Almost three years ago, the Palo Alto school board voted to pilot a combined algebra class at Gunn High School that would merge Algebra 1 and Algebra 1A.
The goal was to expose all students to rigorous curriculum that would better prepare them to take higher-level math courses, rather than setting them on separate academic tracks that often separated along racial and socio-economic lines. The district hoped this would particularly benefit low-income, minority and special education students who trailed their peers in math achievement.
"If we see ... marked differences in the racial characteristics of students in those classes, a kind of pedagogical common sense turns into a real moral, ethical and even legal imperative not to do that," board member Ken Dauber said in 2016. "That is just not an acceptable state."
A district report included in this week's school board agenda indicates the pilot has not yet had much of the desired impact. Overall, the grade distribution from the first pilot year in 2015-16 to the 2017-18 school year has remained relatively steady and on average, low-income, minority and special-education students continue to get lower grades in algebra than their peers, according to the report.
Grades have gone up, however, for the few low-income and minority students, designated as "historically underrepresented" or HUR, enrolled in the course. While only 8 percent of these students (just four students) received an A in Algebra 1 and 1A in 2015-16, 14 percent received an A the next year and 21 percent last year. Every year, the grade received by the highest percentage of historically underrepresented students was a C.
Special-education students' grades also improved from the first to second year of the pilot course. In 2017-18, seven special-education students received A's, seven received B's, eight received C's in 2017-18 and six received F's, according to the report.
When the pilot course was approved in 2016, Gunn math staff hoped that students who took the mixed class could then enroll in Geometry A over the summer and be on track to take calculus by 11th grade. The Algebra 1A pilot was also launched in the context of a schoolwide goal to increase Latino and African American students' enrollment in Advanced Placement and honors classes by 30 percent.
According to the district, the pathway students have taken after Algebra 1A has varied. Most of the 41 students who received A's in the class, 73 percent, chose to stay in the "accelerated" pathway and enrolled in Geometry A. A smaller percentage, 12 percent, opted for a more accelerated calculus pathway by taking Algebra 2/Trigonometry A. The same percentage of students "down laned" by enrolling in college-preparatory geometry, according to the report.
In the first cohort of the pilot course, only one student "up laned" into Algebra 2/Trigonometry Honors by taking geometry in summer school.
Critics of the pilot feared that it would dilute instruction to the detriment of higher-achieving students. (There was similar resistance to a teacher proposal to merge two levels of freshman English at Palo Alto High School in 2014.) According to the report, this did occur the first semester of the Algebra 1A class at Gunn. Both teachers and students "expressed the challenge of differentiation within the wide range of students in their algebra classes, and teachers and students both expressed concern that the highest-achieving students were not being challenged."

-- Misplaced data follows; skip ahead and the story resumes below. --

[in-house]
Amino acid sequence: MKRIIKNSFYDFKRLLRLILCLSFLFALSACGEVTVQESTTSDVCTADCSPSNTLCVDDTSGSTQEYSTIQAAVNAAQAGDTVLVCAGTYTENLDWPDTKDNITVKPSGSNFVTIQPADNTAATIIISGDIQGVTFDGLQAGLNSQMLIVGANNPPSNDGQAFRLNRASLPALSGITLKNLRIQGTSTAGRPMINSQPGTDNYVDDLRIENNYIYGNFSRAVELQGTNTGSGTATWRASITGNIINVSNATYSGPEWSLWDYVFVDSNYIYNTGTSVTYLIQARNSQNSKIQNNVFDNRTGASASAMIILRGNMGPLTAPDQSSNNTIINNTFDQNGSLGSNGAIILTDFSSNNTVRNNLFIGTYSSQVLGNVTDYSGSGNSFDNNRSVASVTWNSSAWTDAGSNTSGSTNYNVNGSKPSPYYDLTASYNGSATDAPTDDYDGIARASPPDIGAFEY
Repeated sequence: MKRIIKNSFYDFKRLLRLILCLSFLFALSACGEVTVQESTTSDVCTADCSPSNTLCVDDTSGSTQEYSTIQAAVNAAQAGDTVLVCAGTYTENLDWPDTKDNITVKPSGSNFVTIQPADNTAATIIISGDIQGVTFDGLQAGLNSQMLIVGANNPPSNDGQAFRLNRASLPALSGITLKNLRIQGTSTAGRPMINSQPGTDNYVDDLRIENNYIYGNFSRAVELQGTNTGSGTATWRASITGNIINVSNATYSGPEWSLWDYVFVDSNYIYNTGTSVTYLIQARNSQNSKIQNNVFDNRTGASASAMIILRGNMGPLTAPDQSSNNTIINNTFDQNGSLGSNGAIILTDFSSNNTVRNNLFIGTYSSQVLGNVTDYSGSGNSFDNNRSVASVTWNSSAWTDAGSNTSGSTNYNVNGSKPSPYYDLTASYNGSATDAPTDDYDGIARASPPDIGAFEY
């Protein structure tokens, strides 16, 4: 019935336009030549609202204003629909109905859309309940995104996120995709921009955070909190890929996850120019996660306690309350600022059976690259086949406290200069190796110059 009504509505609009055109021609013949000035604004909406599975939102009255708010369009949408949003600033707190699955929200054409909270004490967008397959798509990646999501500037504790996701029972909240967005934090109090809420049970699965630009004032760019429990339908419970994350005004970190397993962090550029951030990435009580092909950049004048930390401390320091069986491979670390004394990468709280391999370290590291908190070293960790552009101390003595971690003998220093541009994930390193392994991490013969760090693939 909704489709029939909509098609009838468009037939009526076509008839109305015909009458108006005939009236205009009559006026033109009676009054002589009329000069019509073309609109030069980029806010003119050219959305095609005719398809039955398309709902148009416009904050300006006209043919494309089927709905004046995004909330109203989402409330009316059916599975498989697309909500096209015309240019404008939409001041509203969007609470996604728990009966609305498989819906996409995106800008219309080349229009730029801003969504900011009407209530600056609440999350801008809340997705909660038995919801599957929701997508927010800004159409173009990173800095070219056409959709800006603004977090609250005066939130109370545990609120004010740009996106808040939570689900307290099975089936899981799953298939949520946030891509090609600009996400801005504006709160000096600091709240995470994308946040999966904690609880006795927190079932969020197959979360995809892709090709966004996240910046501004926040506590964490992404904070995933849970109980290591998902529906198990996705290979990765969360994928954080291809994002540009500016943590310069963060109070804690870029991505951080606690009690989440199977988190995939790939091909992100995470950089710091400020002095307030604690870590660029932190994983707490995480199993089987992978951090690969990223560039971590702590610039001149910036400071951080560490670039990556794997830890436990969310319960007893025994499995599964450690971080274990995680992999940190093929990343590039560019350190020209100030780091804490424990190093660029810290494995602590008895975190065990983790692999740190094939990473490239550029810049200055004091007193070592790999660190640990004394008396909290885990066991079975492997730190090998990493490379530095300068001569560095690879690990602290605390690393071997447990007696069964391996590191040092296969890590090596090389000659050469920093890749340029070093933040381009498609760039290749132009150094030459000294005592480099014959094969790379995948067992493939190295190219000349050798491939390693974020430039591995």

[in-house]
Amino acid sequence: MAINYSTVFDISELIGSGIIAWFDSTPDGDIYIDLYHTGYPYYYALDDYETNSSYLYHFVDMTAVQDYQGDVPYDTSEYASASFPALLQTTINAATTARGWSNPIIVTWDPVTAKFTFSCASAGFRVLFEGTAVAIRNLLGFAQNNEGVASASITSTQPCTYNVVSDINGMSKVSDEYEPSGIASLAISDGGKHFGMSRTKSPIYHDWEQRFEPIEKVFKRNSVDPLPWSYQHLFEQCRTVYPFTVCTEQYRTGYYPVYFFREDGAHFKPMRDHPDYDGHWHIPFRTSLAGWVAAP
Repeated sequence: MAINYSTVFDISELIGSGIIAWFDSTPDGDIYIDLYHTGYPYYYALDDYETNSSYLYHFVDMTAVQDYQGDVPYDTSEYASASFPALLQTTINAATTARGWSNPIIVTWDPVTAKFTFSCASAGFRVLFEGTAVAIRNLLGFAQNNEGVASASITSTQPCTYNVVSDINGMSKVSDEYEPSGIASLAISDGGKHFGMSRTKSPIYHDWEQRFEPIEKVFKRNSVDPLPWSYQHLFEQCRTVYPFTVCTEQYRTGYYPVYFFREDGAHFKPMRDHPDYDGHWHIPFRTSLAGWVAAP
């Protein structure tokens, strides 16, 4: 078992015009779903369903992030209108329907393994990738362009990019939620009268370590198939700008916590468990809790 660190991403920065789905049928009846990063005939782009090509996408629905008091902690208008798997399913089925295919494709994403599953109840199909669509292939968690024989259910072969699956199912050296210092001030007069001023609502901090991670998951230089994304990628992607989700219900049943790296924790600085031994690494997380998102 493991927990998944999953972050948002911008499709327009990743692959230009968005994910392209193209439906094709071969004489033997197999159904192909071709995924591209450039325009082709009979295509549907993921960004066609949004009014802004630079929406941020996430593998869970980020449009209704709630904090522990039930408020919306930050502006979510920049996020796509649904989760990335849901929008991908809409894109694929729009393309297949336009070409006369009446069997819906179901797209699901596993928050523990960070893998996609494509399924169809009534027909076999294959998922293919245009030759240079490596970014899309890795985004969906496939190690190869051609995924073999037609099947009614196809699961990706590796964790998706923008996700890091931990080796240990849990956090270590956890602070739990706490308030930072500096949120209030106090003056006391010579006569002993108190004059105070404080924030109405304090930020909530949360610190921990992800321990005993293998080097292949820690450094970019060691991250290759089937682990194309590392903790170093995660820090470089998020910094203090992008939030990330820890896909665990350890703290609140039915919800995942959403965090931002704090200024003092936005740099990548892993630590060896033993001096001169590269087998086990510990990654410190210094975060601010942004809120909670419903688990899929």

Several students reported in focus groups that because the class was "easy," they were thinking about taking Geometry A over the summer and "up-laning" into Algebra 2/Trigonometry A the next year.
Teachers adjusted after meeting with a middle school math instructional leader to learn and implement differentiation practices, visiting other local algebra classes and receiving additional training.
Rolling out the class was also a "major undertaking" that first year with a team of three new teachers, including one who was new to teaching algebra altogether, according to the report.
By year two of the pilot, the teachers said they felt they had "mitigated" challenges around differentiation and student support through professional learning, team planning and support from Gunn and the district. They were revising the final exam to better match with the new course and experimenting with standards-based grading, which measures student achievement by specific learning targets rather than grades.
Gunn is continuing to track the first and second cohorts of Algebra 1A students.
The district did not immediately provide current enrollment numbers for the class.
The data report is dated March 2018 but hasn't before been publicly presented, according to Superintendent Don Austin. It appears on the board's Tuesday agenda as an informational report, meaning no discussion is required.
In other business Tuesday, the board will vote on whether to identify funds to support a county-led workforce housing project at 231 Grant Ave. in Palo Alto. The project would serve regional teachers and staff from school districts who contributed financially. Staff are also recommending that the district survey employees on staff housing in general.
The board will also discuss several policy revisions and new course proposals for the next school year. The meeting will begin at 6:30 p.m. at the district office, 25 Churchill Ave. View the agenda here.